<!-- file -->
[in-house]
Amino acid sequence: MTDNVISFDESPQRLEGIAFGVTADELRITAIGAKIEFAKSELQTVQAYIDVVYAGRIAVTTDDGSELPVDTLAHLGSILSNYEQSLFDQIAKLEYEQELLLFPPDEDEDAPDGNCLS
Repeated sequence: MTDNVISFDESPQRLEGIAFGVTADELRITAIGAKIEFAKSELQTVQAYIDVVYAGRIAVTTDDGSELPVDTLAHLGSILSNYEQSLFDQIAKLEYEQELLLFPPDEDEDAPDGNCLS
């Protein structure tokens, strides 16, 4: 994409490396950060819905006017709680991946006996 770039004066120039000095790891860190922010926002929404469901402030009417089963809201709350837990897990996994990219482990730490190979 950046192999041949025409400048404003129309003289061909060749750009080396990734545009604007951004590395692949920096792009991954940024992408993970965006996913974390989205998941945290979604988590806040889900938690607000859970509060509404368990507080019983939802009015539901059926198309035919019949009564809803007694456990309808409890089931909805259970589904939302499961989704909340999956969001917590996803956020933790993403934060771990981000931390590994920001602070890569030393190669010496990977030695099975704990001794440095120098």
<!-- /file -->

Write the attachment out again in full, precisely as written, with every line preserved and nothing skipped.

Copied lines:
[in-house]
Amino acid sequence: MTDNVISFDESPQRLEGIAFGVTADELRITAIGAKIEFAKSELQTVQAYIDVVYAGRIAVTTDDGSELPVDTLAHLGSILSNYEQSLFDQIAKLEYEQELLLFPPDEDEDAPDGNCLS
Repeated sequence: MTDNVISFDESPQRLEGIAFGVTADELRITAIGAKIEFAKSELQTVQAYIDVVYAGRIAVTTDDGSELPVDTLAHLGSILSNYEQSLFDQIAKLEYEQELLLFPPDEDEDAPDGNCLS
């Protein structure tokens, strides 16, 4: 994409490396950060819905006017709680991946006996 770039004066120039000095790891860190922010926002929404469901402030009417089963809201709350837990897990996994990219482990730490190979 950046192999041949025409400048404003129309003289061909060749750009080396990734545009604007951004590395692949920096792009991954940024992408993970965006996913974390989205998941945290979604988590806040889900938690607000859970509060509404368990507080019983939802009015539901059926198309035919019949009564809803007694456990309808409890089931909805259970589904939302499961989704909340999956969001917590996803956020933790993403934060771990981000931390590994920001602070890569030393190669010496990977030695099975704990001794440095120098």